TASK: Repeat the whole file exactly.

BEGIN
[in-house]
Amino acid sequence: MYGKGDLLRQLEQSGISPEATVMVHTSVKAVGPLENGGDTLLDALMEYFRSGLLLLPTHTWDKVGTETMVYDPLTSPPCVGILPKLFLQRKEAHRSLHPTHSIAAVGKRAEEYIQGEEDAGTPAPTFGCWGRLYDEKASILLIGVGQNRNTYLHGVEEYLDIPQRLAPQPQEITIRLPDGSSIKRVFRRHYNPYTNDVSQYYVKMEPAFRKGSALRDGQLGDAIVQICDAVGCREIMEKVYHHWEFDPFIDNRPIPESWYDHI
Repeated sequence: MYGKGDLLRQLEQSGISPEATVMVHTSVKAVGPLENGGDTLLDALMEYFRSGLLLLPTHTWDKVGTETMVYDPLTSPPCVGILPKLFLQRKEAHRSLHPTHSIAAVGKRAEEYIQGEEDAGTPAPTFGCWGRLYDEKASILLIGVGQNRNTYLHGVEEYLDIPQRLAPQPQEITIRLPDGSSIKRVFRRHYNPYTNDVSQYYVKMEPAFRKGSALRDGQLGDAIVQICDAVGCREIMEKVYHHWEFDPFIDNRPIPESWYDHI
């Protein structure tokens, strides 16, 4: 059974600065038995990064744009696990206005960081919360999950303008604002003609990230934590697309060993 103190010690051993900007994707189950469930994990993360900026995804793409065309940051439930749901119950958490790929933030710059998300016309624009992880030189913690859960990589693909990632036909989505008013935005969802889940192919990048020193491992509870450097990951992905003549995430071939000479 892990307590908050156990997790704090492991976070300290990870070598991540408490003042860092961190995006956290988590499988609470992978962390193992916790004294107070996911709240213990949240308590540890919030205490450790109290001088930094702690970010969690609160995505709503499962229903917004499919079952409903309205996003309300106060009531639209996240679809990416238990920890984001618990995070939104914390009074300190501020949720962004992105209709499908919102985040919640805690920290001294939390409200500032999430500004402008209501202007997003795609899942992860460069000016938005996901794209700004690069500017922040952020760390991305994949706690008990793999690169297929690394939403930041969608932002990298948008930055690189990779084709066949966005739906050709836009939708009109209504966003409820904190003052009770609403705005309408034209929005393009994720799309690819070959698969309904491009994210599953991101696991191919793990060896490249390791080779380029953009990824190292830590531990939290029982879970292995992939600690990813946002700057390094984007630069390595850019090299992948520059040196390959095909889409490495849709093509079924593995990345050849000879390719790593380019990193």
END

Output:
[in-house]
Amino acid sequence: MYGKGDLLRQLEQSGISPEATVMVHTSVKAVGPLENGGDTLLDALMEYFRSGLLLLPTHTWDKVGTETMVYDPLTSPPCVGILPKLFLQRKEAHRSLHPTHSIAAVGKRAEEYIQGEEDAGTPAPTFGCWGRLYDEKASILLIGVGQNRNTYLHGVEEYLDIPQRLAPQPQEITIRLPDGSSIKRVFRRHYNPYTNDVSQYYVKMEPAFRKGSALRDGQLGDAIVQICDAVGCREIMEKVYHHWEFDPFIDNRPIPESWYDHI
Repeated sequence: MYGKGDLLRQLEQSGISPEATVMVHTSVKAVGPLENGGDTLLDALMEYFRSGLLLLPTHTWDKVGTETMVYDPLTSPPCVGILPKLFLQRKEAHRSLHPTHSIAAVGKRAEEYIQGEEDAGTPAPTFGCWGRLYDEKASILLIGVGQNRNTYLHGVEEYLDIPQRLAPQPQEITIRLPDGSSIKRVFRRHYNPYTNDVSQYYVKMEPAFRKGSALRDGQLGDAIVQICDAVGCREIMEKVYHHWEFDPFIDNRPIPESWYDHI
């Protein structure tokens, strides 16, 4: 059974600065038995990064744009696990206005960081919360999950303008604002003609990230934590697309060993 103190010690051993900007994707189950469930994990993360900026995804793409065309940051439930749901119950958490790929933030710059998300016309624009992880030189913690859960990589693909990632036909989505008013935005969802889940192919990048020193491992509870450097990951992905003549995430071939000479 892990307590908050156990997790704090492991976070300290990870070598991540408490003042860092961190995006956290988590499988609470992978962390193992916790004294107070996911709240213990949240308590540890919030205490450790109290001088930094702690970010969690609160995505709503499962229903917004499919079952409903309205996003309300106060009531639209996240679809990416238990920890984001618990995070939104914390009074300190501020949720962004992105209709499908919102985040919640805690920290001294939390409200500032999430500004402008209501202007997003795609899942992860460069000016938005996901794209700004690069500017922040952020760390991305994949706690008990793999690169297929690394939403930041969608932002990298948008930055690189990779084709066949966005739906050709836009939708009109209504966003409820904190003052009770609403705005309408034209929005393009994720799309690819070959698969309904491009994210599953991101696991191919793990060896490249390791080779380029953009990824190292830590531990939290029982879970292995992939600690990813946002700057390094984007630069390595850019090299992948520059040196390959095909889409490495849709093509079924593995990345050849000879390719790593380019990193």